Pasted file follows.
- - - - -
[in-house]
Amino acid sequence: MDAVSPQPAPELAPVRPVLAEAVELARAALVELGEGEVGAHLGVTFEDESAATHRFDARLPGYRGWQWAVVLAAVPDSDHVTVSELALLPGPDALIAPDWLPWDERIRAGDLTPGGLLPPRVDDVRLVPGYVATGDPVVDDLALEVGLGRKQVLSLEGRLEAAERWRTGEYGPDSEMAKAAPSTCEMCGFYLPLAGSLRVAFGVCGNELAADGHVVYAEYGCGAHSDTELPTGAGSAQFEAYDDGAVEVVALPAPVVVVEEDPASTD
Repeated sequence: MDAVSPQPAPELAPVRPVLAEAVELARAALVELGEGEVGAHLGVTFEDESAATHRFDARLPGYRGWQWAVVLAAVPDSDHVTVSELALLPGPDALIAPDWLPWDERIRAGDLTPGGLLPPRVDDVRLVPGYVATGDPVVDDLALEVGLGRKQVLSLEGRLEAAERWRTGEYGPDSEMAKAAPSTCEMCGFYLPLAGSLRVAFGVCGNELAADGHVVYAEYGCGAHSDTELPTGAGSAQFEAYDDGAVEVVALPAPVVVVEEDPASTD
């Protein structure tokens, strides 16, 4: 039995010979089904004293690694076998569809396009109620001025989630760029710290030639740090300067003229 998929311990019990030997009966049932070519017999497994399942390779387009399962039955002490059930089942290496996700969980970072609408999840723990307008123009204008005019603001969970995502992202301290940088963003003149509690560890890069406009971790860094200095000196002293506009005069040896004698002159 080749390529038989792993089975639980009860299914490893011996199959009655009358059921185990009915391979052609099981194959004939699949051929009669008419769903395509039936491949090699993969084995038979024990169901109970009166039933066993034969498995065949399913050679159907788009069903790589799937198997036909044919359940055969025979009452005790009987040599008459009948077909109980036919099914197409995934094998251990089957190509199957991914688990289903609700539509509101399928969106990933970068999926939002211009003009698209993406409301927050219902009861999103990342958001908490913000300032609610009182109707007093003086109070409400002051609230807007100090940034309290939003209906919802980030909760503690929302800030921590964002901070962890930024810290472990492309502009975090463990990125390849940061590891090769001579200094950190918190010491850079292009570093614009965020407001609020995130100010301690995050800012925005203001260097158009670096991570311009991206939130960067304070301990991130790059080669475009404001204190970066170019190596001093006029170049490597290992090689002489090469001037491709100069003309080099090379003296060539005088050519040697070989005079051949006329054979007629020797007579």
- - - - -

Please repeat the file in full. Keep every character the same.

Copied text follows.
[in-house]
Amino acid sequence: MDAVSPQPAPELAPVRPVLAEAVELARAALVELGEGEVGAHLGVTFEDESAATHRFDARLPGYRGWQWAVVLAAVPDSDHVTVSELALLPGPDALIAPDWLPWDERIRAGDLTPGGLLPPRVDDVRLVPGYVATGDPVVDDLALEVGLGRKQVLSLEGRLEAAERWRTGEYGPDSEMAKAAPSTCEMCGFYLPLAGSLRVAFGVCGNELAADGHVVYAEYGCGAHSDTELPTGAGSAQFEAYDDGAVEVVALPAPVVVVEEDPASTD
Repeated sequence: MDAVSPQPAPELAPVRPVLAEAVELARAALVELGEGEVGAHLGVTFEDESAATHRFDARLPGYRGWQWAVVLAAVPDSDHVTVSELALLPGPDALIAPDWLPWDERIRAGDLTPGGLLPPRVDDVRLVPGYVATGDPVVDDLALEVGLGRKQVLSLEGRLEAAERWRTGEYGPDSEMAKAAPSTCEMCGFYLPLAGSLRVAFGVCGNELAADGHVVYAEYGCGAHSDTELPTGAGSAQFEAYDDGAVEVVALPAPVVVVEEDPASTD
């Protein structure tokens, strides 16, 4: 039995010979089904004293690694076998569809396009109620001025989630760029710290030639740090300067003229 998929311990019990030997009966049932070519017999497994399942390779387009399962039955002490059930089942290496996700969980970072609408999840723990307008123009204008005019603001969970995502992202301290940088963003003149509690560890890069406009971790860094200095000196002293506009005069040896004698002159 080749390529038989792993089975639980009860299914490893011996199959009655009358059921185990009915391979052609099981194959004939699949051929009669008419769903395509039936491949090699993969084995038979024990169901109970009166039933066993034969498995065949399913050679159907788009069903790589799937198997036909044919359940055969025979009452005790009987040599008459009948077909109980036919099914197409995934094998251990089957190509199957991914688990289903609700539509509101399928969106990933970068999926939002211009003009698209993406409301927050219902009861999103990342958001908490913000300032609610009182109707007093003086109070409400002051609230807007100090940034309290939003209906919802980030909760503690929302800030921590964002901070962890930024810290472990492309502009975090463990990125390849940061590891090769001579200094950190918190010491850079292009570093614009965020407001609020995130100010301690995050800012925005203001260097158009670096991570311009991206939130960067304070301990991130790059080669475009404001204190970066170019190596001093006029170049490597290992090689002489090469001037491709100069003309080099090379003296060539005088050519040697070989005079051949006329054979007629020797007579």